New data on measures of bone health in trans people taking hormone therapy

Zinnia JonesIf you’ve spent just about any time being exposed to what the general public believes about transgender medicine, you’ve likely had the misfortune of encountering the belief that cross-sex hormone therapy is harmful or deadly to us in several respects. From heart disease to stroke risk, from cancer (any or all, apparently) to suicide (based on a misread Swedish study), widespread fear of the dangers that must surely accompany chemicals and artificial hormones is marshaled in the service of the certainty that medically transitioning – “unnatural” as it is – must ultimately be bad for you.

Of course, we’ve spent plenty of time explaining that transition is not an unalloyed bad, and provides extensive benefits in terms of improved mental health and overall quality of life. And a recent multicenter study, part of the European Network for Investigation of Gender Incongruence (ENIGI) initiative, provides additional information on one of the most frequent targets of misguided concern: our bone health.

While previous studies of the effect of cross-sex hormones on transgender bone health have largely focused on bone mineral density, Vlot et al. (2019) examined bone turnover markers in trans women and trans men before and after one year of HRT. Bone turnover markers are implicated in bone health due to the ongoing process of bone remodeling, in which bone is created and resorbed. In osteoporosis, lowered bone density and accompanying increased fracture risk can be due to imbalances in this process, with increase in bone resorption and/or decrease in bone formation, indicated by variations in bone turnover markers.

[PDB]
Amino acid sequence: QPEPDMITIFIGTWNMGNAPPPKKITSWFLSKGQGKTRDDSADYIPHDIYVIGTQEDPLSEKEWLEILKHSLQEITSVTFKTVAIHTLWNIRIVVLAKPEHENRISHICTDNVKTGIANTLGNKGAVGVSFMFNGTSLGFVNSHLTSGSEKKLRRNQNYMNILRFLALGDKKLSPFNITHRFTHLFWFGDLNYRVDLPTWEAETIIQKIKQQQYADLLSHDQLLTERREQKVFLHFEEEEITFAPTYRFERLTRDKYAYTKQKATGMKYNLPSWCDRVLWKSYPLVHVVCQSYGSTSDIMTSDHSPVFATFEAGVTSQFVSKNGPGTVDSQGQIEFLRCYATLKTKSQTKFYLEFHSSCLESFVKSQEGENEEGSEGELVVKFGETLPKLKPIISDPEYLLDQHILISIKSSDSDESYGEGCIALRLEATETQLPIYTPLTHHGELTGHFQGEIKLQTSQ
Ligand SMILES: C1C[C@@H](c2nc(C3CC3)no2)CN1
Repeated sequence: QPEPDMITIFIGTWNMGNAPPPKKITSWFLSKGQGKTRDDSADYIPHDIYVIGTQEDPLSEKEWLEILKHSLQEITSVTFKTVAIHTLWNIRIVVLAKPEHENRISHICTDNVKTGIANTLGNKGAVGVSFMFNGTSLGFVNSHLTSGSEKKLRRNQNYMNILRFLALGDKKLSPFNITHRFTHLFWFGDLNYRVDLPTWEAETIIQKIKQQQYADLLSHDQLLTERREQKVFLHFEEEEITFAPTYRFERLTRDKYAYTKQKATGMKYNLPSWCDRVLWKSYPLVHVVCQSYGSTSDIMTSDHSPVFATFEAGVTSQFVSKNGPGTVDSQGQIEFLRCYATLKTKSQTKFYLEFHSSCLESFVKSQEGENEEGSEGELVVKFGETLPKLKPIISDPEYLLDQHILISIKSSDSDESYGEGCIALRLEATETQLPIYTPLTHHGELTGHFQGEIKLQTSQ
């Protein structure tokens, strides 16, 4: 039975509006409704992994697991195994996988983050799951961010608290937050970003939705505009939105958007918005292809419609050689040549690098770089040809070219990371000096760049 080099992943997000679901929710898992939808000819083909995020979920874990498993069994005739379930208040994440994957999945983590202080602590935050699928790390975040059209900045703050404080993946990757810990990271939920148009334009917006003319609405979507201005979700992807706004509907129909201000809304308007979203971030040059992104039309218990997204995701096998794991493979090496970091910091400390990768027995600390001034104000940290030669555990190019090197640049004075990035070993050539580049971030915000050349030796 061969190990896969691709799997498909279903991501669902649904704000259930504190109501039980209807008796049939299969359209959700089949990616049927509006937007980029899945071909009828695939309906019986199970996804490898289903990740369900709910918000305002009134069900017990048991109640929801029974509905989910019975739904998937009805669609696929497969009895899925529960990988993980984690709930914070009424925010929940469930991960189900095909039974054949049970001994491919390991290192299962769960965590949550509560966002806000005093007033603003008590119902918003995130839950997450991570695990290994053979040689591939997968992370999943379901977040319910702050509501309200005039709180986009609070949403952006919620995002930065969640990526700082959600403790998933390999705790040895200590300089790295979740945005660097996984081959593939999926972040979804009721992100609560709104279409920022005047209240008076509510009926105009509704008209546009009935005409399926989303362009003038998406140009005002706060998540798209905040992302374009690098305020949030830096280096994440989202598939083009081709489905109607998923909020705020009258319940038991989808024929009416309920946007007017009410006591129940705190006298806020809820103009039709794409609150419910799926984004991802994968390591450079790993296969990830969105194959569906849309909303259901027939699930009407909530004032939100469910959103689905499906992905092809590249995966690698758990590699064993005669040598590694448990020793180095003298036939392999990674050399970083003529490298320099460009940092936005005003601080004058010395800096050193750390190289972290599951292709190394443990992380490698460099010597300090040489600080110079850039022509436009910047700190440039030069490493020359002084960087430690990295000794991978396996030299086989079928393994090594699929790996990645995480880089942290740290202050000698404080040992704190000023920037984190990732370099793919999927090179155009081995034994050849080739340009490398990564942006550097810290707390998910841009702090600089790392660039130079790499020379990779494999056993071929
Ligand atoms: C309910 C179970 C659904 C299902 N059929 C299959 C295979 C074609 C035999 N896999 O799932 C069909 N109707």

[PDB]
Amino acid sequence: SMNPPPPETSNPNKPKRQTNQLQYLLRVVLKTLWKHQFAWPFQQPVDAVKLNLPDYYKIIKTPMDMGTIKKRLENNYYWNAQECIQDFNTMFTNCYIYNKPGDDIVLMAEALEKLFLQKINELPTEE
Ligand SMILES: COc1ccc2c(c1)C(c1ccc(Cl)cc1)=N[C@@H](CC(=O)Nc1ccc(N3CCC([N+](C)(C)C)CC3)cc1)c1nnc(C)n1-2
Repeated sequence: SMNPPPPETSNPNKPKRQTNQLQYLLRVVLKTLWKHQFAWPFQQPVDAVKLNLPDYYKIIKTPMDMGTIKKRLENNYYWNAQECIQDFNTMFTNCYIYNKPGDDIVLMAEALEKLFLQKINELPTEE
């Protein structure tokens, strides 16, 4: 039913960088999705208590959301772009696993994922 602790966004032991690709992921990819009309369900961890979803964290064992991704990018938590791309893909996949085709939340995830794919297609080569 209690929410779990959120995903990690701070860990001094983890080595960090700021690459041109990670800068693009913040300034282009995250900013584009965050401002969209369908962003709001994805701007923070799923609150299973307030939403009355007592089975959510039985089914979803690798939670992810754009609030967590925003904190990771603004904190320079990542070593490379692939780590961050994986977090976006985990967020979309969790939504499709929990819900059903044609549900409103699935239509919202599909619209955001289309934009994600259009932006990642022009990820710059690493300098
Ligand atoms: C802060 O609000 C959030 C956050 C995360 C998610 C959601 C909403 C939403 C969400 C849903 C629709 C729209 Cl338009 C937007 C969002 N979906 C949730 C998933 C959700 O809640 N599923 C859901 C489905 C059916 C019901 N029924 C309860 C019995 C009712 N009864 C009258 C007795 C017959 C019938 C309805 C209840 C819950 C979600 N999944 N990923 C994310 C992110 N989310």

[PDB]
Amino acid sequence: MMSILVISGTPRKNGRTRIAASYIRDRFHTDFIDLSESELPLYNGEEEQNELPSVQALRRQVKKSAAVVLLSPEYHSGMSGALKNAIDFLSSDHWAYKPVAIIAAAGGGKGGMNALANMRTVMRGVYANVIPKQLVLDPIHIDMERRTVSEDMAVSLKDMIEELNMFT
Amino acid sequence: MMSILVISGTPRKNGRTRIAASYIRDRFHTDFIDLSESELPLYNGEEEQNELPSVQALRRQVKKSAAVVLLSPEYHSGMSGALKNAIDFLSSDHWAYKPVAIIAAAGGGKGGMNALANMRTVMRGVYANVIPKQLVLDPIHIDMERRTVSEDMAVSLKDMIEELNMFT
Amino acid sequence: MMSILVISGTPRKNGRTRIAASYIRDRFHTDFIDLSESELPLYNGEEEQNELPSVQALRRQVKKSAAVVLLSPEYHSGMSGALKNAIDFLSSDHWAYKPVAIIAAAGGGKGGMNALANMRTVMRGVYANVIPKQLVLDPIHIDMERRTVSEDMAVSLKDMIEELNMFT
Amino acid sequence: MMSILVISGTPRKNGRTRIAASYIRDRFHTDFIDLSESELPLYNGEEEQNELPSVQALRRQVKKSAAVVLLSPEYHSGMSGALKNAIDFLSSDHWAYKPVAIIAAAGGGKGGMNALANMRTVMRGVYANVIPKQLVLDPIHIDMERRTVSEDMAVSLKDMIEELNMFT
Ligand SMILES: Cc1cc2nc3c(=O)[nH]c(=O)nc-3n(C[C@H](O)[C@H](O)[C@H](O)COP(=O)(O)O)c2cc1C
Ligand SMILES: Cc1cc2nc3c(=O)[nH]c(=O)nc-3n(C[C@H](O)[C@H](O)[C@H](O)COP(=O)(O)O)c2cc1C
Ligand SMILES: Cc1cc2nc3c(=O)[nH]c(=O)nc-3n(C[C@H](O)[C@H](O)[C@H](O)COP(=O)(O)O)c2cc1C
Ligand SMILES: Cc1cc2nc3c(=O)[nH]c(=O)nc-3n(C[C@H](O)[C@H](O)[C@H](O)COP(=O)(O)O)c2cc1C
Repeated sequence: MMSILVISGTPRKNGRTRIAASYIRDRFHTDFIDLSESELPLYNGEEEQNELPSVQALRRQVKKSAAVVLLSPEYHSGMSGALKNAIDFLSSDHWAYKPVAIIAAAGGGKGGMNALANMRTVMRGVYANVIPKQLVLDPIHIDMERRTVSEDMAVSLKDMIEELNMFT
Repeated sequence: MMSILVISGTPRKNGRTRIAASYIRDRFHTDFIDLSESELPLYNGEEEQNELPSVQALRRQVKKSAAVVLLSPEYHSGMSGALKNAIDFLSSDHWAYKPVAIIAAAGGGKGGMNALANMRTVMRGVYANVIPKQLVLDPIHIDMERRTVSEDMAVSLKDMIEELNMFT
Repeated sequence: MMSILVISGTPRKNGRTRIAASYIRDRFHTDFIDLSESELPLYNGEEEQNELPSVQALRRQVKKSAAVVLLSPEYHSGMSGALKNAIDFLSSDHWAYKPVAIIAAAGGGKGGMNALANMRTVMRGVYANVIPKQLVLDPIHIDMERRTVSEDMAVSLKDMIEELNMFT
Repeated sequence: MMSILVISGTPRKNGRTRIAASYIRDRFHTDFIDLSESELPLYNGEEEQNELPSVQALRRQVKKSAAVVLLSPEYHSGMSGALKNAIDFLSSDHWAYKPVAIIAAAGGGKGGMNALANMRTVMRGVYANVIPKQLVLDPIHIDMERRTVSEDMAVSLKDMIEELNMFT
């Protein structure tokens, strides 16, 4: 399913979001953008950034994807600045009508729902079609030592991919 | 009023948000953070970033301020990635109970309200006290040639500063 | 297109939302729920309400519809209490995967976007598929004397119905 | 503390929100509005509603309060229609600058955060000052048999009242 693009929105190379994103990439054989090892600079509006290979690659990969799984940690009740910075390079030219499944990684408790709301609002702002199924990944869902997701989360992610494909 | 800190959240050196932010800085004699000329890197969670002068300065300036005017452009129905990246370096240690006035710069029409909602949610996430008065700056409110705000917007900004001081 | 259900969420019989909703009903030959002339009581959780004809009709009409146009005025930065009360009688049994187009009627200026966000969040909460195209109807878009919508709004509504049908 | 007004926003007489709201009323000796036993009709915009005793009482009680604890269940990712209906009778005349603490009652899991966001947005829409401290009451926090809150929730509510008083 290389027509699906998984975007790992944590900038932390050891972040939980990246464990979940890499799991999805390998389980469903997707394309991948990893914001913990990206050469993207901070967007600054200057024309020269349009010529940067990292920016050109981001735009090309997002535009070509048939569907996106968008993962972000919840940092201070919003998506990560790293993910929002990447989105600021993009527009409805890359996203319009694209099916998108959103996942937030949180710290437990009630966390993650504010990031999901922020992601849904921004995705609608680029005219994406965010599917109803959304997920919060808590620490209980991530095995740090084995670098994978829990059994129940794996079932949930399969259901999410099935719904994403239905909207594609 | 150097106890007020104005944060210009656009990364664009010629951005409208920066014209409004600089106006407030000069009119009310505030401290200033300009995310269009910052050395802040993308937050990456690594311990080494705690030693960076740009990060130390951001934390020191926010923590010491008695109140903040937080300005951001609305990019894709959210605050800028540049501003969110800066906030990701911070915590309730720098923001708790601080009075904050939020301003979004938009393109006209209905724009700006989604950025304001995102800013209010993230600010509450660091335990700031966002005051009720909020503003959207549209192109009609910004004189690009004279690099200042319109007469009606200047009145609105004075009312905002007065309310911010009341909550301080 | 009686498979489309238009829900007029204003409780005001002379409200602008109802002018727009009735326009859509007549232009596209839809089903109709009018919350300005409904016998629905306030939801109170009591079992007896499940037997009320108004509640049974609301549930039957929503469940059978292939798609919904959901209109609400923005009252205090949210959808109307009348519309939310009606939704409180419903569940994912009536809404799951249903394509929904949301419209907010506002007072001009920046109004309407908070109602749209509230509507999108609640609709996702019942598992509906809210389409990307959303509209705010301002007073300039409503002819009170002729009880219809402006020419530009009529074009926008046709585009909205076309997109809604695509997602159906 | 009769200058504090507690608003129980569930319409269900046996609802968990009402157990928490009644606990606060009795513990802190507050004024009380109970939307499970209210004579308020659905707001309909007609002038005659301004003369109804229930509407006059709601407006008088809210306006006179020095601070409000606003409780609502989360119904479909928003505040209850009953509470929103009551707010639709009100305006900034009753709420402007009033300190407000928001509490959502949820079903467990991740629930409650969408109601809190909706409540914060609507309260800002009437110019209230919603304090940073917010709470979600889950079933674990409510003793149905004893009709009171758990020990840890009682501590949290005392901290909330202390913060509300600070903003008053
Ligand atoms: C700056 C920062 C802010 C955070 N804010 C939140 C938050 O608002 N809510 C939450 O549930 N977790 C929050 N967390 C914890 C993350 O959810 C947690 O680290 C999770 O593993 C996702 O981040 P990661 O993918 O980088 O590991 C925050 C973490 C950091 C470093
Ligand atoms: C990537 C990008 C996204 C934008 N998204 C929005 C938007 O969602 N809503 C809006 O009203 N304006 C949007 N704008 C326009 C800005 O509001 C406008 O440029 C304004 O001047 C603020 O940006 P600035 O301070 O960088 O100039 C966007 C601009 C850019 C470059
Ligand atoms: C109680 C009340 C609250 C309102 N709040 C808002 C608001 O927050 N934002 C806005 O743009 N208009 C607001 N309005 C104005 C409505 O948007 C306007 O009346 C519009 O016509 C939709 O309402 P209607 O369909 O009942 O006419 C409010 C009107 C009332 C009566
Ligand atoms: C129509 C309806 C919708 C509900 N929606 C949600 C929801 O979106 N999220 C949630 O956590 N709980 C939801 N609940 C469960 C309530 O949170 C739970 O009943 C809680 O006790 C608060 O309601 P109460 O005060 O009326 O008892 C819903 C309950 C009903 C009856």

In the present study, participants showed an increase in bone mineral density after a year of treatment, but variations in bone turnover markers among subgroups: trans women and older trans men exhibited a decrease in bone turnover markers, while younger trans men showed an increase. The authors note that this may be attributable to the development of greater muscle mass in younger trans men as a result of testosterone treatment: “As muscle mass increased in trans men, which is resembled by an increase in creatinine after 1 year of HT, mechanical loading on bones increased, which possibly explains the increase in bone formation markers.”

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About Zinnia Jones

My work focuses on insights to be found across transgender sociology, public health, psychiatry, history of medicine, cognitive science, the social processes of science, transgender feminism, and human rights, taking an analytic approach that intersects these many perspectives and is guided by the lived experiences of transgender people. I live in Orlando with my family, and work mainly in technical writing.
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